Although apps will not be able to replace therapy, they could prove particularly useful to providers in monitoring patients with psychosis or schizophrenia, says Dr Yellowlees. For example, they could be used by patients to record mood and the presence or absence of hallucinations, information that can help psychiatrists to provide better treatment.
Commenting on Dr Hardy’s CBT app concept, Dr Torous observes that apps could prove useful in offering CBT-based interventions. “There is increasing evidence that CBT is effective for schizophrenia. Offering CBT via a smartphone for schizophrenia has exciting potential given how many people it can reach.”
Diane Lanigan, Chief Operating Offer of CCBT UK, an organization striving for Computer-aided Cognitive Behavioral Therapy (CCBT), refers to a study on internet CBT published in the Journal of the World Psychiatric Association:3 “Results showed that guided internet CBT and face-to-face treatment produce equivalent overall effects. Internet guided CBT does help improve outcomes in severe depression and anxiety. It is not suitable for everyone, but it can really help individuals with mild to moderate mental health conditions. C CBT is only a tool, but if you can show a user that they can use this tool to make themselves better, this is very empowering for the patient.”
Indeed, Dr Yellowlees believes that apps can contribute significantly to treatment when they are developed and used correctly. Apart from helping doctors to monitor patient symptoms, they can also help to improve medication adherence by sending reminders. They could even be linked to electronic medication containers or be used in conjunction with medications with built in electronic trackers that would be activated when coming into contact with stomach acid.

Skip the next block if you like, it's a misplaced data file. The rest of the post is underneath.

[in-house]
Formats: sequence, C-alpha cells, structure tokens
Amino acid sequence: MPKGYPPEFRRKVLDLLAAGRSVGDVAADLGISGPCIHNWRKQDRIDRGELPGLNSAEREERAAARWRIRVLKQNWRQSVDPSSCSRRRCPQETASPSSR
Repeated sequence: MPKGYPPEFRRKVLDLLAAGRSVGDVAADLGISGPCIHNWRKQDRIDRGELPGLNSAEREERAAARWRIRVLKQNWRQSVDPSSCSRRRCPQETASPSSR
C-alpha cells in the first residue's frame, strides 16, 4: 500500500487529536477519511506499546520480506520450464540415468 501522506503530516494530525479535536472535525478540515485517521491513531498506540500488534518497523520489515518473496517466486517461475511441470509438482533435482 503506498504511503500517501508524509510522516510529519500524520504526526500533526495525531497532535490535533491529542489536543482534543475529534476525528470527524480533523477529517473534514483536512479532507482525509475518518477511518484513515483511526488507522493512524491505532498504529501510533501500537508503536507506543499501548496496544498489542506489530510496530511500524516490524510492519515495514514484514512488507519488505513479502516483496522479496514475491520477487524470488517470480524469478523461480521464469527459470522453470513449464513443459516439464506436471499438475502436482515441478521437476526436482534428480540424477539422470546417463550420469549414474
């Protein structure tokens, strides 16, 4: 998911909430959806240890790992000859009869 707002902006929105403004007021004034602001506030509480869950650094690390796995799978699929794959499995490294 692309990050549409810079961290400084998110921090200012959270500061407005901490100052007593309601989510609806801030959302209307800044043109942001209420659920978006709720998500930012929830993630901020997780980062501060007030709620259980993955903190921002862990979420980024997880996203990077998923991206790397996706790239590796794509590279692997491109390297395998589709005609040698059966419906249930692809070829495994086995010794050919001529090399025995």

What constitutes a good mental health app?
With increasing numbers of mental health apps for everything from schizophrenia to anxiety and depression, patients often take them to therapy for an opinion. “It’s like the Wild West out there –anyone can produce an app and sell it, but who is policing the content?” asks Lanigan. She calls for randomized control trials (RCTs) as the Gold Standard in evaluating any medical intervention. Even professional bodies have erred in evaluating mental health apps and Lanigan observes, “The future of mental health apps will be dependent on regulation in the future.”
In their study, Dr Torous and colleagues outlined the parameters that should be used in evaluating mental health apps. The data collected must be actionable and clinically useful, secure, and developed in accordance with legal and ethical professional standards. They also warn that apps that are not evidence-based could be risky, and observe that insufficient transparency regarding the way data is handled and processed creates uncertainty regarding the value of an app’s conclusions or recommendations. Even if all these criteria are met, features that can be used by clinicians and patients to customize the way the app works will increase its relevance and usefulness.